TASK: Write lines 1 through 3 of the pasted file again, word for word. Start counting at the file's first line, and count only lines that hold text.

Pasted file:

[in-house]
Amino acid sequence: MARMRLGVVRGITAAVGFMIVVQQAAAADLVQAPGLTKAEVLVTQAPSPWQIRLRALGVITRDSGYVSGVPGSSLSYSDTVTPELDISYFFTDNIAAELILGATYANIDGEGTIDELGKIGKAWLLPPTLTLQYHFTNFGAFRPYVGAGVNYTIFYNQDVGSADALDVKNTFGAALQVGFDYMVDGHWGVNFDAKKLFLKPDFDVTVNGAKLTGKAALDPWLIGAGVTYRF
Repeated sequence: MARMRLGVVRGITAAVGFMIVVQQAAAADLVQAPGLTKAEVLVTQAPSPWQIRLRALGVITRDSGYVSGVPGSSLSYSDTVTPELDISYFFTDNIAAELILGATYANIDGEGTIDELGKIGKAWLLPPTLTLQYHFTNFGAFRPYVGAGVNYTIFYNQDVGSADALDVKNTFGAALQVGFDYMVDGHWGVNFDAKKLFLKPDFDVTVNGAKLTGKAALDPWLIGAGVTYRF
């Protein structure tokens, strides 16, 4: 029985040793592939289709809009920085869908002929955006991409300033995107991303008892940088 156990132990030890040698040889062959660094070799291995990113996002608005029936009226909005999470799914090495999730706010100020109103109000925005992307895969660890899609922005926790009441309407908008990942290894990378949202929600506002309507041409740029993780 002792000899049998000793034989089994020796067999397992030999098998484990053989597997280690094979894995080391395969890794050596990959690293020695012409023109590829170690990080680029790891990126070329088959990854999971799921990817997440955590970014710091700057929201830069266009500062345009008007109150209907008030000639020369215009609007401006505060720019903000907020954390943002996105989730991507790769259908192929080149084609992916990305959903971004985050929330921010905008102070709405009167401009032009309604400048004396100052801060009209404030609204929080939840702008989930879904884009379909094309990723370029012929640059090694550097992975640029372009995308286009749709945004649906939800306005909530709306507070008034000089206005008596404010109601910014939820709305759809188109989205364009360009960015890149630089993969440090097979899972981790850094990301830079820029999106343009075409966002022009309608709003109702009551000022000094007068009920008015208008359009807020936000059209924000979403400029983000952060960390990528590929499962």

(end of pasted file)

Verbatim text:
[in-house]
Amino acid sequence: MARMRLGVVRGITAAVGFMIVVQQAAAADLVQAPGLTKAEVLVTQAPSPWQIRLRALGVITRDSGYVSGVPGSSLSYSDTVTPELDISYFFTDNIAAELILGATYANIDGEGTIDELGKIGKAWLLPPTLTLQYHFTNFGAFRPYVGAGVNYTIFYNQDVGSADALDVKNTFGAALQVGFDYMVDGHWGVNFDAKKLFLKPDFDVTVNGAKLTGKAALDPWLIGAGVTYRF
Repeated sequence: MARMRLGVVRGITAAVGFMIVVQQAAAADLVQAPGLTKAEVLVTQAPSPWQIRLRALGVITRDSGYVSGVPGSSLSYSDTVTPELDISYFFTDNIAAELILGATYANIDGEGTIDELGKIGKAWLLPPTLTLQYHFTNFGAFRPYVGAGVNYTIFYNQDVGSADALDVKNTFGAALQVGFDYMVDGHWGVNFDAKKLFLKPDFDVTVNGAKLTGKAALDPWLIGAGVTYRF